[308 U.S. 147, 149] Messrs. Joseph F. Rutherford and Olin R. Moyle both of Brooklyn, N.Y., for petitioner.

Mr. Robert I. Morris, of Newark, N.J., for respondent.
No. 13:
Messrs. Osmond K. Fraenkel, of New York City, and A. L. Wirin, of Los Angeles, Cal., for appellant.
Messrs. Frederick von Schrader, Ray L. Chesebro, Leon T. David, and Bourke Jones, all of Los Angeles, Cal., for appellee.
No. 18:
[308 U.S. 147, 152] Mr. A. W. Richter, of Milwaukee, Wis., for petitioner.
Mr. Carl F. Zeidler, of Milwaukee, Wis., for respondent.
No. 29:
[308 U.S. 147, 153] Messrs. Sidney S. Grant, of Boston, Mass., and Osmond K. Fraenkel, of New York City, for appellants.
Messrs. Edward O. Proctor and Paul A. Dever, both of Boston, Mass., for appellee.

Mr. Justice ROBERTS delivered the opinion of the Court.

Four cases are here, each of which presents the question whether regulations embodied in a municipal ordinance [308 U.S. 147, 154] abridge the freedom of speech and of the press secured against state invasion by the Fourteenth Amendment of the Constitution, U.S.C.A. 1

No. 13.

The Municipal Code of the City of Los Angeles, 1936, provides:

'Sec. 28.00. 'Hand-Bill' shall mean any hand-bill, dodger, commercial advertising circular, folder, booklet, letter, card, pamphlet, sheet, poster, sticker, banner, notice or other written, printed or painted matter calculated to attract attention of the public.'
'Sec. 2801. No person shall distribute any hand-bill to or among pedestrians along or upon any street, sidewalk or park, or to passengers on any street car, or throw, place or attach any hand-bill in, to or upon any automobile or other vehicle.'
The appellant was charged in the Municipal Court with a violation of Sec. 28.01. Upon his trial it ws proved that he distributed handbills to pedestrians on a public sidewalk and had more than three hundred in his possession for that purpose. Judgment of conviction was entered and sentence imposed. The Superior Court of Los Angeles County affirmed the judgment. 2 That court being the highest court in the State authorized to pass upon such a case, an appeal to this court was allowed.

The handbill which the appellant was distributing bore a notice of a meeting to be held under the auspices of 'Friends Lincoln Brigade' at which speakers would discuss the war in Spain.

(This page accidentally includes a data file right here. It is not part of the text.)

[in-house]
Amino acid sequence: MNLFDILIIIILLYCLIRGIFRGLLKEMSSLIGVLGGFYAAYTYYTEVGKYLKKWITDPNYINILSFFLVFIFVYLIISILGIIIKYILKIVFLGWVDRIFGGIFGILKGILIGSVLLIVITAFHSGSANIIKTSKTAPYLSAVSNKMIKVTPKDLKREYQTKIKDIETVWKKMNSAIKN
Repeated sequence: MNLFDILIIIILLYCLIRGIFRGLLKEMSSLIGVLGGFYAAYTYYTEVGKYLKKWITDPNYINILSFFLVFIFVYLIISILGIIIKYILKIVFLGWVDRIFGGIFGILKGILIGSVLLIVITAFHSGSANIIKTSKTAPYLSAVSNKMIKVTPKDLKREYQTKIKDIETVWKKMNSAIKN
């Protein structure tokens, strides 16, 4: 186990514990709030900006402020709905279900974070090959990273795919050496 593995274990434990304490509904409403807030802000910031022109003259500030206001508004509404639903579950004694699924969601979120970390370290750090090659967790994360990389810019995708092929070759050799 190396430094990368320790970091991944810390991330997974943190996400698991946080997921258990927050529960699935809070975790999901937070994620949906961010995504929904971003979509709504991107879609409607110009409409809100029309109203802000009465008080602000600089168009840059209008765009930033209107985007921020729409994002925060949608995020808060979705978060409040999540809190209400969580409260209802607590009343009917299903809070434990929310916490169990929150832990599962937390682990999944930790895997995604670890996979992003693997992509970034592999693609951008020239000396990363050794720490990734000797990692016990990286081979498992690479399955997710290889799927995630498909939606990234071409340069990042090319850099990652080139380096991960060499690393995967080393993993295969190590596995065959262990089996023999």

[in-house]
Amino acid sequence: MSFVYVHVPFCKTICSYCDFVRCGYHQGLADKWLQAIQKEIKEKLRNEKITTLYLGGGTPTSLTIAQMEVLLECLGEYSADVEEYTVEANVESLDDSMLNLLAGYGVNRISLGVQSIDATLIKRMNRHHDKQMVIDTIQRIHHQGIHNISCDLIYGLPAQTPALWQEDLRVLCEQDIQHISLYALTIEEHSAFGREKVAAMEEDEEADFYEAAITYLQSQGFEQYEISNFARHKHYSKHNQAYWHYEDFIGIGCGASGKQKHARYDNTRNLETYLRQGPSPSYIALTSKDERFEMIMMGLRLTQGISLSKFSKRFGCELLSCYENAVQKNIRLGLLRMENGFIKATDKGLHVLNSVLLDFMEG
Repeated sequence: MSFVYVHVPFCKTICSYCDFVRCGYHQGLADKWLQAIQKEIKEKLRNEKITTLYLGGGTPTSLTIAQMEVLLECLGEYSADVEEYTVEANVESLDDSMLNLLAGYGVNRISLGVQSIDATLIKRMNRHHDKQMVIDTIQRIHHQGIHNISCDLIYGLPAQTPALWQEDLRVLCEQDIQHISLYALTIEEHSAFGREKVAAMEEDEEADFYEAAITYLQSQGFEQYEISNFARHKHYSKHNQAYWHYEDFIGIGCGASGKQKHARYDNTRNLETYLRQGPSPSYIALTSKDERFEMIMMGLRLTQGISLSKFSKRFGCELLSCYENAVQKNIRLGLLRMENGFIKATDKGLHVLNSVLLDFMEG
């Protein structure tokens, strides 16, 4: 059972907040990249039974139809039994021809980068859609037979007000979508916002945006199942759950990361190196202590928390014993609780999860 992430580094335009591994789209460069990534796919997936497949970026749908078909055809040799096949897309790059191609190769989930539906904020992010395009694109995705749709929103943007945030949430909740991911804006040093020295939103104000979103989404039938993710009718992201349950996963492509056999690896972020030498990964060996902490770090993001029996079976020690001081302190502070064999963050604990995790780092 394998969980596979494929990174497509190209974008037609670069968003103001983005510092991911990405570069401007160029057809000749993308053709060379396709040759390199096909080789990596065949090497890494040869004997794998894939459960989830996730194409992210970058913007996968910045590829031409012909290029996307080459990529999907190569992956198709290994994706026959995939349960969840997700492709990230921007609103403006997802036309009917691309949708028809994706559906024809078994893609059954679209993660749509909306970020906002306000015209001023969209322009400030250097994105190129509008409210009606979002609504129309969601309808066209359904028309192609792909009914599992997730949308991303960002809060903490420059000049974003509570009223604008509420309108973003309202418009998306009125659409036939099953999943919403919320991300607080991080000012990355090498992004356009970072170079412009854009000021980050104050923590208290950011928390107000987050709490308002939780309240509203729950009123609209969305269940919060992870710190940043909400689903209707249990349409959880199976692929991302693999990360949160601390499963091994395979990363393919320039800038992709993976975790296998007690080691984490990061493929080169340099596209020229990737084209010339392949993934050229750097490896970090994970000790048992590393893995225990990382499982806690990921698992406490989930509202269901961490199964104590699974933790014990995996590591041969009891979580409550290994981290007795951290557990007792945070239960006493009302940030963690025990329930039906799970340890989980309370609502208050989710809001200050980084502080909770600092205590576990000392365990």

The court below sustained the validity of the ordinance on the ground that experience shows littering of the [308 U.S. 147, 155] streets results from the indiscriminate distribution of handbills. 3 It held that the right of free expression is not absolute but subject to reasonable regulation and that the ordinance does not transgress the bounds of reasonableness. Lovell v. City of Griffin, 303 U.S. 444 , 58 S.Ct. 666, was distinguished on the ground that the ordinance there in question prohibited distribution anywhere within the city while the one involved forbids distribution in a very limited number of places.

No. 18.

An ordinance of the City of Milwaukee, Wisconsin, provides: 'It is hereby made unlawful for any person ... to ... throw ... paper ... or to circulate or distribute any circular, hand-bills, cards, posters, dodgers, or other printed or advertising matter ... in or upon any sidewalk, street, alley, wharf, boat landing, dock or ther public place, park or ground within the City of Milwaukee.'

The petitioner, who was acting as a picket, stood in the street in front of a meat market and distributed to passing pedestrians hand-bills which pertained to a labor dispute with the meat market, set forth the position of organized labor with respect to the market, and asked citizens to refrain from patronizing it. Some of the bills were thrown in the street by the persons to whom they were given and it resulted that many of the papers lay in the gutter and in the street. The police officers who arrested the petitioner and charged him with a violation [308 U.S. 147, 156] of the ordinance did not arrest any of those who received the bills and threw them away. The testimony was that the action of the officers accorded with a policy of the police department in enforcement of the ordinance to the effect that, when such distribution resulted in littering of the streets, the one who was the cause of the littering, that is, he who passed out the bills, was arrested rather than those who received them and afterwards threw them away. The Milwaukee County court found the petitioner guilty and fined him. On appeal the judgment was affirmed by the Supreme Court. 4


The court held that the purpose of the ordinance was to prevent an unsightly, untidy, and offensive condition of the sidewalks. It distinguished Lovell v. City of Griffin, supra, on the ground that the ordinance there considered manifestly was not aimed at prevention of littering of the streets. The court approved the administrative construction of the ordinance by the police officials and felt that this construction sustained its validity. The court said: 'Unless and until delivery of the handbills was shown to result in a littering of the streets their distribution was not interfered with.'

No. 29.

An ordinance of the City of Worcester, Massachusetts, provides: 'No person shall distribute in, or place upon any street or way, any placard, handbill, flyer, poster, advertisement or paper of any description.'

The appellants distributed in a street leaflets announcing a protest meeting in connection with the administration of State unemployment insurance. They did not throw any of the leaflets on the sidewalk or scatter them. [308 U.S. 147, 157] Some of those to whom the leaflets were handed threw them on the sidewalk and the street, with the result that some thirty were lying about.